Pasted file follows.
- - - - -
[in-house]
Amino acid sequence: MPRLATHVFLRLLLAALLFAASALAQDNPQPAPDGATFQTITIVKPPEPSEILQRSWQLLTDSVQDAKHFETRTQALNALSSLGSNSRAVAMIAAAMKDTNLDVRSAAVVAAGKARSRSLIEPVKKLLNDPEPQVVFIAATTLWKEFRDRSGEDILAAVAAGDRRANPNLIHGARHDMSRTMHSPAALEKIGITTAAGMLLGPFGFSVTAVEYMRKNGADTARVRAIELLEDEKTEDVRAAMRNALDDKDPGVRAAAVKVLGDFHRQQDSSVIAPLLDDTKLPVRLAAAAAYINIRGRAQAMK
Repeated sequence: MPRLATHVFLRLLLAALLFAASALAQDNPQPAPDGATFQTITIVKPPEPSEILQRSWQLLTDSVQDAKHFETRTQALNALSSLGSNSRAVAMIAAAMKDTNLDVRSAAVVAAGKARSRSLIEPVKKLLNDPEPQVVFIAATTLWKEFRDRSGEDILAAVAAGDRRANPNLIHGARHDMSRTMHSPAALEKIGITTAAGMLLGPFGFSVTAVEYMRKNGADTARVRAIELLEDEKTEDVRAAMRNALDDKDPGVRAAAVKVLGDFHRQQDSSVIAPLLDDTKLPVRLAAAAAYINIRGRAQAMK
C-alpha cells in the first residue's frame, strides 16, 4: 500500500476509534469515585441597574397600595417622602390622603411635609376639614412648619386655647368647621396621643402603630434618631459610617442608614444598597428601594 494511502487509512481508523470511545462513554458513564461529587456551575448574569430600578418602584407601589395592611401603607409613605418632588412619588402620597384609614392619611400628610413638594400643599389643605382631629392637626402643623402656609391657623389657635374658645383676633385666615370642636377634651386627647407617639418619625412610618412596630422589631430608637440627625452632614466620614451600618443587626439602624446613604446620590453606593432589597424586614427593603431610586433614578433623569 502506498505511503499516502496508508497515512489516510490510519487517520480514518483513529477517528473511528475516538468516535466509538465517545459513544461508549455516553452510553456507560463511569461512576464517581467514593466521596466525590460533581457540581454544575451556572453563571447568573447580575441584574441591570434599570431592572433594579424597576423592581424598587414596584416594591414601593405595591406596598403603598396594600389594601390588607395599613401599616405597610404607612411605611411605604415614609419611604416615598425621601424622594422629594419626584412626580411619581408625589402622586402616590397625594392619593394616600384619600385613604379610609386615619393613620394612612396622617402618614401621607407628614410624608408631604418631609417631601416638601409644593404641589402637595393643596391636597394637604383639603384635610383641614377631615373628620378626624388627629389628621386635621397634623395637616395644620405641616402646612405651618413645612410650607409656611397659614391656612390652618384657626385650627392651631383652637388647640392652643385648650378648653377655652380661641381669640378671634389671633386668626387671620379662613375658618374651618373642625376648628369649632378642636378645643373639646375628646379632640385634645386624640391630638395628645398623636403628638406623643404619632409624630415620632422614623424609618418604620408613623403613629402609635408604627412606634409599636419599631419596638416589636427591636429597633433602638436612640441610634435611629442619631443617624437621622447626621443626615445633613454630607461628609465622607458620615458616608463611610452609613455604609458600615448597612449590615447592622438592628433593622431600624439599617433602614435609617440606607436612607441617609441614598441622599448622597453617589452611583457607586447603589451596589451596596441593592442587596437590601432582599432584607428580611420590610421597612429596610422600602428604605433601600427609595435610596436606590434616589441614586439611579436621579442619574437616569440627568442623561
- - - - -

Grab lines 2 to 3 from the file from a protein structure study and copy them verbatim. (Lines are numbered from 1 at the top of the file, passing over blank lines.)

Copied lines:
Amino acid sequence: MPRLATHVFLRLLLAALLFAASALAQDNPQPAPDGATFQTITIVKPPEPSEILQRSWQLLTDSVQDAKHFETRTQALNALSSLGSNSRAVAMIAAAMKDTNLDVRSAAVVAAGKARSRSLIEPVKKLLNDPEPQVVFIAATTLWKEFRDRSGEDILAAVAAGDRRANPNLIHGARHDMSRTMHSPAALEKIGITTAAGMLLGPFGFSVTAVEYMRKNGADTARVRAIELLEDEKTEDVRAAMRNALDDKDPGVRAAAVKVLGDFHRQQDSSVIAPLLDDTKLPVRLAAAAAYINIRGRAQAMK
Repeated sequence: MPRLATHVFLRLLLAALLFAASALAQDNPQPAPDGATFQTITIVKPPEPSEILQRSWQLLTDSVQDAKHFETRTQALNALSSLGSNSRAVAMIAAAMKDTNLDVRSAAVVAAGKARSRSLIEPVKKLLNDPEPQVVFIAATTLWKEFRDRSGEDILAAVAAGDRRANPNLIHGARHDMSRTMHSPAALEKIGITTAAGMLLGPFGFSVTAVEYMRKNGADTARVRAIELLEDEKTEDVRAAMRNALDDKDPGVRAAAVKVLGDFHRQQDSSVIAPLLDDTKLPVRLAAAAAYINIRGRAQAMK